Al-Ahram Weekly Online   20 - 26 July 2006
Issue No. 804
Published in Cairo by AL-AHRAM established in 1875

As Israel's open war against the Palestinians and Lebanese escalates, Al-Ahram Weekly 's analysts and correspondents search for clues to the obstinate questions behind the six-decade-old Arab-Israeli struggle

The end is not yet

Lucy Fielder, in Beirut, finds that there seems to be no way out yet after a week that changed the world for the Lebanese

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Smoke rises from a building in southern Beirut following Israeli air raids; A woman holding her child looks at a destroyed residential building in the southern city of Tyre

At dawn on Tuesday, the heart-stopping thud of Israeli bombs punctuated the close, torpid night air. Beirut's southern suburbs have been pounded, hammered and battered beyond recognition; it is anyone's guess what Israel is still finding to bomb. The morning news provided the answer -- the target was the Lebanese army. Not Hizbullah, but the defence arm that Israel and the international community are demanding take control of the southern border and help disarm Hizbullah. The international community and Israel are putting the blame squarely on a powerless government while Israel cripples the state and pins it into a corner. Hizbullah, Israel's Islamist guerrilla adversary, has so far held its nerve.

Ossama Safa, the director of the Lebanese Centre for Policy Studies predicts the crisis will get worse before it gets better. "I think it's spiralling towards escalation. Both sides are waiting to see who will blink first," he says. One reason Israel attacked the Lebanese army, he says, was to hit a broader Lebanese nerve; in this tiny, fractured country the army is a cherished symbol of unity and rehabilitation after the civil war.

Israel has thus turned the screws all week in the hope of widening the political splits in Lebanon and turning up the volume of those voices who have been calling for Hizbullah to disarm over the last year. Lebanese on both sides of the spectrum are angered by the scale of Israel's attacks, which at the time of writing had killed 277 people, nearly all of them civilians and many of them children, and ravaged the economy.

So far the various sects have rallied round in the face of a growing humanitarian disaster. Schools in both Christian and Muslim areas have opened to the tidal wave of displaced. Callers to local television stations have offered their homes, theatres have opened, and a concerned corps of volunteers has emerged to collect supplies and help the refugees. "Politically there's a split but it's contained, the humanitarian crisis is rallying the Lebanese for now," says Safa. "But cracks will appear after the fighting abates."

After a week in which Lebanon's south, southern suburbs and infrastructure have been pulverised almost beyond recognition, the same deadlock persists that could be seen on the first day. Israel, its backers and most Arab states seem bent on changing the order, stripping Hizbullah once and for all of the arms they see as a destabilising force. Prime Minister Fouad Seniora gave an emotional televised address that had defiant undertones, but still made a veiled call for Beirut to be able to extend its control to the Hizbullah-controlled border.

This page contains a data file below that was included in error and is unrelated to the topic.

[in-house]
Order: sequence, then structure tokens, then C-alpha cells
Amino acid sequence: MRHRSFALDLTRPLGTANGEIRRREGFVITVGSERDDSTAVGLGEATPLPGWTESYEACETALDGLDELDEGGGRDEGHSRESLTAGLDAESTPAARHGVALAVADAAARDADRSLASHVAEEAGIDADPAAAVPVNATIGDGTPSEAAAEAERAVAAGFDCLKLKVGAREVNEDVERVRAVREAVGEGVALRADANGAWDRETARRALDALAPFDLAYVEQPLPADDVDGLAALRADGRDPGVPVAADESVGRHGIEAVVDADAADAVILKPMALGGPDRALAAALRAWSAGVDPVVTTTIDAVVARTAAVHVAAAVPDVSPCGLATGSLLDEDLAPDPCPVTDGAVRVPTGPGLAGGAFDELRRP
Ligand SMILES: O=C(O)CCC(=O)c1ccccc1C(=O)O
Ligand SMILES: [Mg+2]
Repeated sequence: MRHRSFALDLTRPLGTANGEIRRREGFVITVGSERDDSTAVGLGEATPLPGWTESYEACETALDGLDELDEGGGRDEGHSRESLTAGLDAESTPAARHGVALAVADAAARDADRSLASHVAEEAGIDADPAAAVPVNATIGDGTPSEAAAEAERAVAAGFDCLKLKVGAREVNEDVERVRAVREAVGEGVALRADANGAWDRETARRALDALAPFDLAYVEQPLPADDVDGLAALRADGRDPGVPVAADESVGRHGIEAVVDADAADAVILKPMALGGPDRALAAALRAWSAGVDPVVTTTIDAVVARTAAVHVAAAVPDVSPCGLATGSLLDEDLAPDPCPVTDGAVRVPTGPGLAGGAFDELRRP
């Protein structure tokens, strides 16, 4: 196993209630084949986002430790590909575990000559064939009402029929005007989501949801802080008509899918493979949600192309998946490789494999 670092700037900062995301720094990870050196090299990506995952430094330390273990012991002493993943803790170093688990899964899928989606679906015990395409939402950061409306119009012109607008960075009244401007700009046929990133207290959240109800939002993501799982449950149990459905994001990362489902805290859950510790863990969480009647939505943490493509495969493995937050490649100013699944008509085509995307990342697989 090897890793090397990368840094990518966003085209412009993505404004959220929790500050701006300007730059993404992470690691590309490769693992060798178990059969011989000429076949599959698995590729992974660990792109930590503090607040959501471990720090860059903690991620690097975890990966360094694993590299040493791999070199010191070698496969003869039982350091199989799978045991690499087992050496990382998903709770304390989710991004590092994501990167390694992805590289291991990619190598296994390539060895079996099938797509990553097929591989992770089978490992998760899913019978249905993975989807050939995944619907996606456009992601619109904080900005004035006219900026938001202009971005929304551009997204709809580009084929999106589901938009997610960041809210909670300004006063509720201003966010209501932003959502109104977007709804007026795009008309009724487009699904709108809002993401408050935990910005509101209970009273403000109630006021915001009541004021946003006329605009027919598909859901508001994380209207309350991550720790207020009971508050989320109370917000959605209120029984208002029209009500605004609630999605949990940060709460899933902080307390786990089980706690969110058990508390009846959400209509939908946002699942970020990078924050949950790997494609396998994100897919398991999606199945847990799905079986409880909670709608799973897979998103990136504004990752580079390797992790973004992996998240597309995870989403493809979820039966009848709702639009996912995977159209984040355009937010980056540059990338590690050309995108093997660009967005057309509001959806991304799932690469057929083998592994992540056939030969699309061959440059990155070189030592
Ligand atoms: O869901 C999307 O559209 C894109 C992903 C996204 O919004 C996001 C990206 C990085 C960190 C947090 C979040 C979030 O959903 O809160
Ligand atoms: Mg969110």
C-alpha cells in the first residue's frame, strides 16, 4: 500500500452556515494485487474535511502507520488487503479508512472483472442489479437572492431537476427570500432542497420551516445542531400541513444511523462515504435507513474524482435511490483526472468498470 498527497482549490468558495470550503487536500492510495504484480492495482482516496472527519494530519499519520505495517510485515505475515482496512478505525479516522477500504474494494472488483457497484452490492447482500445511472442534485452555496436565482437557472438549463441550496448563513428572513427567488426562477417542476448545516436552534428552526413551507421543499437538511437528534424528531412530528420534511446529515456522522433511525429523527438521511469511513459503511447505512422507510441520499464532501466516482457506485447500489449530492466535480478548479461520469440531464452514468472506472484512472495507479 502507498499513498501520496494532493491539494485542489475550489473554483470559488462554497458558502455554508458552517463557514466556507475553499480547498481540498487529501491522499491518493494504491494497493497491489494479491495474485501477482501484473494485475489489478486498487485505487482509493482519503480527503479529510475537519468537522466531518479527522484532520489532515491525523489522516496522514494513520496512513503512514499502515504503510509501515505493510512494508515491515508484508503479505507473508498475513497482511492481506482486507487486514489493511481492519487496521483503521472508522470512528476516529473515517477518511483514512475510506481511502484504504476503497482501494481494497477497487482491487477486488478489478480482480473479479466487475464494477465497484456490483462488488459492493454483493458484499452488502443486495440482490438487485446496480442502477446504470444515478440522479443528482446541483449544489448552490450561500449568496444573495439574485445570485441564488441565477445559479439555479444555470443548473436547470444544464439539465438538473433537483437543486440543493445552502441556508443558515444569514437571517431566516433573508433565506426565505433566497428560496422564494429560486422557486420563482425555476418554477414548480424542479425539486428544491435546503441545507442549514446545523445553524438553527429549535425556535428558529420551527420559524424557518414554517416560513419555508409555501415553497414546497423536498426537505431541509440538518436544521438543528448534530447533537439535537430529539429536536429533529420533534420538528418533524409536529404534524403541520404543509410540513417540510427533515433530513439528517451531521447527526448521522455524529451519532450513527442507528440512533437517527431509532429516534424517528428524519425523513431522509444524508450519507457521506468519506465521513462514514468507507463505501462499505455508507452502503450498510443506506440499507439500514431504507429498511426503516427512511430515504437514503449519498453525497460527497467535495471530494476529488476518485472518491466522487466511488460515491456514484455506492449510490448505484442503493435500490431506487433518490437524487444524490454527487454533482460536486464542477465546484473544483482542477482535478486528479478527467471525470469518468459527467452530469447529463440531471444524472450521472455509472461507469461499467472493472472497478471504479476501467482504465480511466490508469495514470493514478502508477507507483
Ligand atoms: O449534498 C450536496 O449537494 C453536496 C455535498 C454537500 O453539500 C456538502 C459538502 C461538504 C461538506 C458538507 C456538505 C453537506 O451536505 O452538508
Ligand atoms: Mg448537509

But Hizbullah's support remains strong and Nasrallah's calm, eloquent televised addresses show he is determined not to blink first. "Just as I always promised you victory, now I promise you victory once again," he said late last week as he literally worked his way up to the bomb-shell -- that an Israeli battleship being used to strike Lebanon was burning off the coast. One youth on Beirut's sea front at the weekend summed up the situation of many Sunnis and others in the country who are torn between support for their usual preferred leaders and fury about the Israeli strikes. "A week ago, I would have told you I hated Nasrallah. But now I pray for victory." The government's pro- Western stance sits uncomfortably with the West's support for the country that is bombing their state back to the dark ages of 1990, when the civil war ended.

With its carefully planned capture of two Israeli soldiers, Hizbullah sought an escalation that would prove what it sees as the logic of force, says Amal Saad-Ghoreyeb, a professor of politics at the Lebanese American University. It seeks to show once and for all that Israel remains Lebanon's enemy and that the state is powerless to protect the long-suffering Shia of the south, in particular. Israel's actions play into their hands. "This disproportionate response to a military strike will simply show that Israel remains a serious threat and will seize any opportunity to attack Lebanese territory," she said.

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